17 82 AMEricAN EcoNoMic JourNAL: MAcroEcoNoMicS JuL y 2012 , we calculated the number of “people-days” spent at each temperature and ) 2005 precipitation level throughout the year for each country. We then repeated the panel e.g., equation ( 4 analysis above with no lags ) allowing the temperature and pre- ( ) cipitation effects to vary arbitrarily at different temperature and precipitation ranges. Unfortunately, we did not have sufficient power to tease out detailed effects of the distribution of days within different temperature ranges, given that our dependent variable is measured at the annual, country level. While the results are imprecise, the point estimates suggest that the impact of temperature on GDP is roughly linear, supporting the focus on annual averages ( see the online Appendix ) . We have also conducted additional analysis of nonlinear effects of the average temperature variable, finding little evidence for such nonlinearities. First, we veri- fied that both hot and cold deviations from the national temperature mean have effects of similar absolute magnitude on growth. Second, we found that temperature shocks do not affect poor countries differentially depending on whether the country is typically hot or cold, though the tiny number of cold poor countries prevents a 29 Although our power to assess nonlinearities is limited given definitive conclusion. the few degrees of variation in temperature within each country, the evidence here does not show substantial nonlinearities. III. Channels The large and persistent effects of temperature shocks on aggregate output in poor countries suggest further investigation of the temperature-economy relationship. Many macroeconomic models of climatic effects emphasize a limited set of chan- nels, especially agriculture, and income level effects, rather than effects on factor accumulation or other dimensions that could impact growth. The microeconomic literature, by contrast, considers broader dimensions of climatic effects, including physical and cognitive labor productivity, conflict, and health, all of which could have 30 At the same time, the micro evidence often comes economy-wide implications. from local environments, usually in rich countries, which may or may not extend to national settings or to poor countries. In this section, we apply our panel methodol- ogy to explore whether the effects of temperature are primarily limited to agriculture, or whether temperature affects other important dimensions. Such analysis tests the narrow focus of mainstream aggregate climate-economy models and may also help inform our finding of possible growth effects in the distributed lag structure. Note that these analyses are reduced-form, and therefore do not identify the possibly complex structural relationships between temperature, growth, and other outcomes. For example, higher temperature could lead directly to political insta- bility by making a population more prone to riot ( US Riot Commission 1968; Carlsmith and Anderson 1979 ) . Conversely higher temperatures could lower agri- culture yields, with the resulting GDP reduction provoking political instability. Teasing out structural relationships between these many variables would require a number of ad hoc identifying assumptions and lies far beyond the scope of this 29 These results are presented in online Appendix Table A39. 30 Footnote 1 provides a brief summary of this very large literature.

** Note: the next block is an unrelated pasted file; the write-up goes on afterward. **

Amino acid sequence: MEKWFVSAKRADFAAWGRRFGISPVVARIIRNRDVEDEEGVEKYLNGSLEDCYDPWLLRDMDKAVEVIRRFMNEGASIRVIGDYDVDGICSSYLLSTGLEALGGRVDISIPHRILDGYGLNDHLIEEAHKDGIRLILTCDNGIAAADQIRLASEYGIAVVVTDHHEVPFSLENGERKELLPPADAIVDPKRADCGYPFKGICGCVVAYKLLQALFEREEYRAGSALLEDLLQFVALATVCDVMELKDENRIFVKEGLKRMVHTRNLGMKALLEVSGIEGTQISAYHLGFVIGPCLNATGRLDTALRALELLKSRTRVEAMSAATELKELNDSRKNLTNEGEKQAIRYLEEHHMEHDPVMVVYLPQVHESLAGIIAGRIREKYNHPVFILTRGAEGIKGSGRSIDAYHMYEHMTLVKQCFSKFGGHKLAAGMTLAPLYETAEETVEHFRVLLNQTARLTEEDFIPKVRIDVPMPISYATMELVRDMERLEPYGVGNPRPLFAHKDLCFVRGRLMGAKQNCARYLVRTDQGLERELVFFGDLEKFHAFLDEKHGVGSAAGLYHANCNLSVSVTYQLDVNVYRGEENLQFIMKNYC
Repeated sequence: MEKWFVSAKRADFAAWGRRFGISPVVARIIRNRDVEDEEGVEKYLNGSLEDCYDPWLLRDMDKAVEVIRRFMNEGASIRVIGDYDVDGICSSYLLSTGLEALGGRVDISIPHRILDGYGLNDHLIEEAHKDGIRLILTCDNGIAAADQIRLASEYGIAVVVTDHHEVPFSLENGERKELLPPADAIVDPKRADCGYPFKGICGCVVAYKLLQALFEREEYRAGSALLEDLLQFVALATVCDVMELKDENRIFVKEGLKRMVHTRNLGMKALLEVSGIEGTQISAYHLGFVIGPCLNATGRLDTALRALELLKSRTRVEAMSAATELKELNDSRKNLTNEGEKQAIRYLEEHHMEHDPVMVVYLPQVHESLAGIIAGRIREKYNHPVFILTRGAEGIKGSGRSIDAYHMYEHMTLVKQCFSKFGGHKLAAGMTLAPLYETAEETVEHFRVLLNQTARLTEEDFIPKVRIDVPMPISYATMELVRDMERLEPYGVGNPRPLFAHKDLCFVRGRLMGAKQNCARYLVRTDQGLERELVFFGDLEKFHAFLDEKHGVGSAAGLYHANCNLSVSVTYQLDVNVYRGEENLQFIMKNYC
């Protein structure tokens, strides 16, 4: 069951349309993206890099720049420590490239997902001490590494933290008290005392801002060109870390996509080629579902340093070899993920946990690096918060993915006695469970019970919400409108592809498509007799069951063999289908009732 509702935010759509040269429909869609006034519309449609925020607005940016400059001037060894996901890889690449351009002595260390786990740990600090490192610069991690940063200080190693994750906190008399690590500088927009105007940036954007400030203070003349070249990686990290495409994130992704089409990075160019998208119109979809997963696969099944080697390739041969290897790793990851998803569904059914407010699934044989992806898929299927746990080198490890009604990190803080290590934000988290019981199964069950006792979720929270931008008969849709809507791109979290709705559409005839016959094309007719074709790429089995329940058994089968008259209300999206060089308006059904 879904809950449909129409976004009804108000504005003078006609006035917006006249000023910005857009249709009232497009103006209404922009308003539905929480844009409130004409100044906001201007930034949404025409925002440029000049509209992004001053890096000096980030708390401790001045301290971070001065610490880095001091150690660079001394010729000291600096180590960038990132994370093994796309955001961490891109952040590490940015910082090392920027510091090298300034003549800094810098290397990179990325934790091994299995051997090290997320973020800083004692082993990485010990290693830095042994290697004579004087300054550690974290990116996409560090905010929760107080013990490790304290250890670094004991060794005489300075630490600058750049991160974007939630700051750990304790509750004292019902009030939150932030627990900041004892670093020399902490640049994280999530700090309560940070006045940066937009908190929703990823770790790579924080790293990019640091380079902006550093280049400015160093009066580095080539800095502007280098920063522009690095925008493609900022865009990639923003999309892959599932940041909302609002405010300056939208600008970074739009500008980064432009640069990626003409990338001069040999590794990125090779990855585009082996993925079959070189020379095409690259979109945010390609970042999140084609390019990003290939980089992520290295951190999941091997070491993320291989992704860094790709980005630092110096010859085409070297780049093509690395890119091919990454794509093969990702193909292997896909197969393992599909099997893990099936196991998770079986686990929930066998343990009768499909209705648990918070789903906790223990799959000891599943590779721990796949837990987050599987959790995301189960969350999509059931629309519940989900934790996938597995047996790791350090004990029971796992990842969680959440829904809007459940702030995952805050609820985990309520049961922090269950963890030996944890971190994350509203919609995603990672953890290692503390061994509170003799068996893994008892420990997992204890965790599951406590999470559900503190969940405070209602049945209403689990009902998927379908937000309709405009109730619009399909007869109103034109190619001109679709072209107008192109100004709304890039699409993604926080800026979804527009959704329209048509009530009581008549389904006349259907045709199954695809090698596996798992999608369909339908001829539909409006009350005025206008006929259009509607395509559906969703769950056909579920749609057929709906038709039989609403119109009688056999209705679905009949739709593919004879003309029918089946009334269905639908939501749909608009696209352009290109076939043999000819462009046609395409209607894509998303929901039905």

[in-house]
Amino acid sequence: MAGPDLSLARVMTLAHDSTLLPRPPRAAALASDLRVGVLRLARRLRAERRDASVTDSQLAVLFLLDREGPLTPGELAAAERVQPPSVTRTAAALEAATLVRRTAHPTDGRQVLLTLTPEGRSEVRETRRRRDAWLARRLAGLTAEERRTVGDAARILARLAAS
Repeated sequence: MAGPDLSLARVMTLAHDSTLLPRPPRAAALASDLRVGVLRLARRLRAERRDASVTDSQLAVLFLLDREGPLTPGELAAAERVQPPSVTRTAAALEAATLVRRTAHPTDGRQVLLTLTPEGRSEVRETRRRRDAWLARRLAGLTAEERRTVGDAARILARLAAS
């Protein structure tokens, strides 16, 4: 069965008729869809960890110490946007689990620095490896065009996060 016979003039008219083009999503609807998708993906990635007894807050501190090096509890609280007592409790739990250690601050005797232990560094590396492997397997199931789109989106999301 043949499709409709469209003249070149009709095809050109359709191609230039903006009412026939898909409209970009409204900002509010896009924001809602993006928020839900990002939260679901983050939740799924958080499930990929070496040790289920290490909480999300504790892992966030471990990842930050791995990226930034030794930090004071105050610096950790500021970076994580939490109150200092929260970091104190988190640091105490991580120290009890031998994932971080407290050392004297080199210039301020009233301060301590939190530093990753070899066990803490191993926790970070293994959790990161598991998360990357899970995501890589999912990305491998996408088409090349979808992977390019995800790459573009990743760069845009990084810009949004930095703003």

18 AL.: TEMpErATurE ShockS AND EcoNoMic Gro WTh DELL ET VoL. 4 No. 3 83 single study. We focus instead on net effects, which we can identify clearly, to shed light on the breadth and type of potential channels through which tempera- ture may affect aggregate output. The results, which show impacts not only on agriculture, but also on industrial output and political stability, emphasize tem- perature’s broad influences. A. , industry , and investment Agriculture Table 5 examines the impact of temperature and precipitation on several compo- nents of GDP. Panel A begins with zero-lag models to test the null hypotheses of no effects of temperature. Columns 1–3 examine growth in agricultural value-added, 31 These variables industrial value-added, and aggregate investment, respectively. are taken from the World Development Indicators. The results in panel A show substantial, negative effects of temperature in poor ◦ C countries on agricultural and industrial value-added. Column 1 shows that a 1 higher temperature in poor countries is associated with 2.66 percentage points lower growth in agricultural output. For wealthier countries, the point estimate is substantially smaller and not statistically significant, showing 0.22 percentage ◦ C of temperature. points lower growth in agricultural output for each additional 1 As might be expected, precipitation positively impacts agriculture—each addi- tional 100 mm of annual rainfall is associated with 0.18 percentage points higher growth in agricultural output in poor countries and 0.16 percentage points higher growth in agricultural output in richer countries, though these effects are 32 not statistically significant. Column 2 of panel A shows negative temperature impacts on the growth of indus- ◦ C higher temperature in poor trial value-added in poor countries. Specifically, a 1 countries is associated with 2.04 percentage points lower growth in industrial output. In related work, Jones and Olken ( 2010 ) examine export growth in 2-digit trade data, and also find negative effects of temperature on both agricultural products and indus- trial products in poor countries. Many of the industrial sectors affected by temperature in the exports data, such as electronic equipment and light metal manufactures, are not downstream processors of agricultural products. Hsiang 2010 ) also documents ( similar impacts on industrial output in his study of temperature shocks in 28 Caribbean countries. The results on investment in column 3 also suggest negative impacts of tem- 33 perature in poor countries, though the results are not statistically significant. 31 We find negative effects of similar magnitude on the residual category services, which is typically computed as the difference between total value-added and the sum of agricultural and industrial value added ( see online Appendix ) . 32 Note that we are estimating only the average impact of temperature and precipitation without accounting for whether it was in the season that would be most beneficial or harmful to agricultural production. This likely cre- ates an errors-in-variables problem, which may suggest that we are understating the true effect of temperature and ( see, e.g., Schlenker and Roberts 2009 ) . precipitation on agriculture 33 Note, however, that there is a weakly significant precipitation effect in rich countries. Using daily data on precipitation ( NCC 2005 ) , we find that having a larger number of days with very high precipitation has a significant negative effect on aggregate output in rich countries ( see online Appendix ) . One conjecture is that construction responds negatively to rain, providing the investment effect. Note also that aggregate investment in poor countries does show a statistically significant decline of 3.0 percentage points when using the full Penn World Tables sample, which is 50 percent larger.